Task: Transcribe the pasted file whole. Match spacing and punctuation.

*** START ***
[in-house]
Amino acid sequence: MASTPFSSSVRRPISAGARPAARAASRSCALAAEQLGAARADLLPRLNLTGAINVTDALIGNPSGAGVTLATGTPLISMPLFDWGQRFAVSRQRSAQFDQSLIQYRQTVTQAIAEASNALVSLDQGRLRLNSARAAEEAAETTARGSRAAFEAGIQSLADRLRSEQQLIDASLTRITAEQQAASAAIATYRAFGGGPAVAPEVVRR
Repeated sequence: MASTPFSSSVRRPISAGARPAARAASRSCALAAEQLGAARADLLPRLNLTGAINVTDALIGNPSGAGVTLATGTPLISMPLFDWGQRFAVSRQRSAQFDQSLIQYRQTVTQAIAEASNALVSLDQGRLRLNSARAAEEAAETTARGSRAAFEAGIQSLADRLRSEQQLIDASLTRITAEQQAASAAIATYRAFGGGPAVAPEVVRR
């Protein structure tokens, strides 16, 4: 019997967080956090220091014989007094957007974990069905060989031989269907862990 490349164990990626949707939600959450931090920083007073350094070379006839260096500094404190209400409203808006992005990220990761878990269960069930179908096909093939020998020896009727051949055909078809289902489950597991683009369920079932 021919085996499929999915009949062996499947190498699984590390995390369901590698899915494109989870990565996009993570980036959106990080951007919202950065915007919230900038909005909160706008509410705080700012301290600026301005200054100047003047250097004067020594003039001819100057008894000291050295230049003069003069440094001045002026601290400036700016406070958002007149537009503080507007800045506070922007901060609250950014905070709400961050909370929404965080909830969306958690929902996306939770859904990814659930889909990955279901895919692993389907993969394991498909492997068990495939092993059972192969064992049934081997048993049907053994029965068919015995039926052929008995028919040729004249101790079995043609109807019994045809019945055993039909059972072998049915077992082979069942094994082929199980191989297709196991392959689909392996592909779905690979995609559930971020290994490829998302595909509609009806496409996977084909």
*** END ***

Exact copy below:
[in-house]
Amino acid sequence: MASTPFSSSVRRPISAGARPAARAASRSCALAAEQLGAARADLLPRLNLTGAINVTDALIGNPSGAGVTLATGTPLISMPLFDWGQRFAVSRQRSAQFDQSLIQYRQTVTQAIAEASNALVSLDQGRLRLNSARAAEEAAETTARGSRAAFEAGIQSLADRLRSEQQLIDASLTRITAEQQAASAAIATYRAFGGGPAVAPEVVRR
Repeated sequence: MASTPFSSSVRRPISAGARPAARAASRSCALAAEQLGAARADLLPRLNLTGAINVTDALIGNPSGAGVTLATGTPLISMPLFDWGQRFAVSRQRSAQFDQSLIQYRQTVTQAIAEASNALVSLDQGRLRLNSARAAEEAAETTARGSRAAFEAGIQSLADRLRSEQQLIDASLTRITAEQQAASAAIATYRAFGGGPAVAPEVVRR
């Protein structure tokens, strides 16, 4: 019997967080956090220091014989007094957007974990069905060989031989269907862990 490349164990990626949707939600959450931090920083007073350094070379006839260096500094404190209400409203808006992005990220990761878990269960069930179908096909093939020998020896009727051949055909078809289902489950597991683009369920079932 021919085996499929999915009949062996499947190498699984590390995390369901590698899915494109989870990565996009993570980036959106990080951007919202950065915007919230900038909005909160706008509410705080700012301290600026301005200054100047003047250097004067020594003039001819100057008894000291050295230049003069003069440094001045002026601290400036700016406070958002007149537009503080507007800045506070922007901060609250950014905070709400961050909370929404965080909830969306958690929902996306939770859904990814659930889909990955279901895919692993389907993969394991498909492997068990495939092993059972192969064992049934081997048993049907053994029965068919015995039926052929008995028919040729004249101790079995043609109807019994045809019945055993039909059972072998049915077992082979069942094994082929199980191989297709196991392959689909392996592909779905690979995609559930971020290994490829998302595909509609009806496409996977084909």